One thing you often hear repeated at A Case for Women is that – aside from voting – the best way to create systemic change is through civil legal action. That is why the law firms in our network practice civil litigation on a contingency-fee basis that pushes negligent institutions to pay the people who have harmed by their products or policies. Civil litigation has enormous power to change corporate behavior and even change laws.
However, not every injury is right for civil litigation. This does not discredit or diminish what you’ve been through: we hear you and we believe you. It also doesn’t mean that you may not have other kinds of legal options, such as criminal action, or other means of getting help.
If we haven’t been able to get you started or you’re coming to us for a situation that doesn’t involve institutional negligence of some sort, please don’t give up! Below are some resources that may help you secure other types of legal representation or guide you to other ways of using your story to make a change.
The American Bar Association (ABA) offers a list of local bar associations that may be able to refer you to relevant resources and lawyers that specialize in your particular issue.
LawHelp.org serves people living on low incomes through providing referrals to local legal aid and public interest law offices, basic information about legal rights, court forms, self-help information, court information, links to social service agencies and more. They were created with the support of the nonprofit Legal Services Corporation and the Open Society Institute. Their site is Spanish-friendly as well.
NCSC offers a list of low cost legal aid and pro-bono resources by state.
WomensLaw.org provides extensive legal info for all genders that covers domestic violence, sexual violence, divorce, custody and other issues. You can sift through state-specific, easy-to-read legal resources on their site or they can use their email hotline to connect with an advocate. They are a project of the nonprofit National Network to End Domestic Violence and most of the site includes Spanish translations.
A directory of lawyers/firms that you can search by location and case type.
We have compiled some free and sliding scale clinic databases that may be helpful:
If all else fails, here is a link to on-call local community resource specialists that might be able to better help you find the care you need:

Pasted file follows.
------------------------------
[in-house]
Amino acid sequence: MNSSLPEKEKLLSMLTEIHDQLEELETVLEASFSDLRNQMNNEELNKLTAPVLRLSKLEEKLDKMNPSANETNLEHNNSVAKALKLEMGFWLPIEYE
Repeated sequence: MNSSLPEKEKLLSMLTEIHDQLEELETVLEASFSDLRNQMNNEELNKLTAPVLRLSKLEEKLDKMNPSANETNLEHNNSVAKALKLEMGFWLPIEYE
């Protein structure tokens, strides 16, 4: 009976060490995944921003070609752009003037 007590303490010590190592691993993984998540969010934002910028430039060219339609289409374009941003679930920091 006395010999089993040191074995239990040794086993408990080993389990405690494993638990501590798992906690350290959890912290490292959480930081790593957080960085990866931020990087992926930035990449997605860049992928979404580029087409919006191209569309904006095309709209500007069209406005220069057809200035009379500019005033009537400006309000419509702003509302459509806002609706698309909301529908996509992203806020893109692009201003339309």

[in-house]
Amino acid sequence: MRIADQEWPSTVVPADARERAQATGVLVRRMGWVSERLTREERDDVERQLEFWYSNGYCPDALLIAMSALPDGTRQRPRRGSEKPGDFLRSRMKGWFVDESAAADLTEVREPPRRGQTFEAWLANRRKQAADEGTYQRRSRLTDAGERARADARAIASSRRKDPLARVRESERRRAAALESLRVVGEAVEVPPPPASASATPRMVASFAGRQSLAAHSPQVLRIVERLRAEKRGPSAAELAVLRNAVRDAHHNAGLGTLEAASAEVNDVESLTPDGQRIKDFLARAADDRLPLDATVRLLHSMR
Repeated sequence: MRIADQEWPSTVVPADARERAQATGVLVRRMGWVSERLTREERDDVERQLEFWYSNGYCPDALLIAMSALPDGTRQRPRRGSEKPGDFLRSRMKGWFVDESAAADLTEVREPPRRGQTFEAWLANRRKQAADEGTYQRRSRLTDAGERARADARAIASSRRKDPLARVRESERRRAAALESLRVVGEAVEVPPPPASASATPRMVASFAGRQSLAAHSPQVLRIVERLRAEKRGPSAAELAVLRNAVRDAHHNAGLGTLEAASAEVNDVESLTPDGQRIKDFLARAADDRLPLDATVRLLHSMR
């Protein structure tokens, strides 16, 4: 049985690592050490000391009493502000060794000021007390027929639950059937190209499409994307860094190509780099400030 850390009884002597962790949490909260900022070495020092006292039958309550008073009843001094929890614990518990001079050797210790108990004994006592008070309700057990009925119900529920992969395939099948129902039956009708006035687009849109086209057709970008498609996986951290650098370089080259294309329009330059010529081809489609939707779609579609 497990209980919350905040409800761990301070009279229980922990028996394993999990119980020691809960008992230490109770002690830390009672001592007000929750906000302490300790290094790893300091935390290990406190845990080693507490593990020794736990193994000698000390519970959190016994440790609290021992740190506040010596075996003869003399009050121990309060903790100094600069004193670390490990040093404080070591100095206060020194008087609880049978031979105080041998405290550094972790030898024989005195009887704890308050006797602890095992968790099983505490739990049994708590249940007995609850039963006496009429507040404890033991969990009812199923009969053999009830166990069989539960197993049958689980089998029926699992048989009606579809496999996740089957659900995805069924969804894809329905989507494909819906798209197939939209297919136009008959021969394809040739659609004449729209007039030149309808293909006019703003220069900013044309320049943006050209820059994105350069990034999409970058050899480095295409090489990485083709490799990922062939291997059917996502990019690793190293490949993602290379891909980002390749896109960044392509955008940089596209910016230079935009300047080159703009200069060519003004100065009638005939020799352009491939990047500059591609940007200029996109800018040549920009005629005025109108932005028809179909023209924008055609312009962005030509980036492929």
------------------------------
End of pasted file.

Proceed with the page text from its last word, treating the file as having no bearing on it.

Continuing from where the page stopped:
DV LEAP is a national organization that challenges unjust family violence trial outcomes on a pro-bono basis. They only help with legal appeals of unjust rulings and do not provide legal representation for individuals before there is a final judgment.
This national non-profit offers 24/7 chat and phone services in English and Spanish that provide “lifesaving tools and immediate support to empower victims and survivors to find safety and live free of abuse.” While not lawyers, they may also be able to connect you with local legal resources. Their number is 800-656-HOPE. You can also live chat at their site or text LOVEIS to 22522.
Domestic Violence Survivor Resources
This is a “comprehensive guide that highlights the increased vulnerability for victims and how to support these populations during unprecedented times.”
- Red Flags and Barriers in Abusive Relationships
- Tips on Emergency Planning and Tech Safety for Victims Fleeing
- Support Services for Housing, Immigration, and Financial Independence
A service of the Children’s Bureau, Administration for Children and Families, U.S. Department of Health and Human Services, this site provides an extensive, national resource list of legal organizations that focus on child welfare.
National Family Solutions is a national organization that helps parents represent themselves in all types of family law cases. Their team is composed of legal professionals from attorneys and legal document assistants that help prepare paperwork to case managers that provide emotional support and guidance. They also have access to a provider network that includes parenting experts, private investigators and process servers that are able to provide local services on-demand.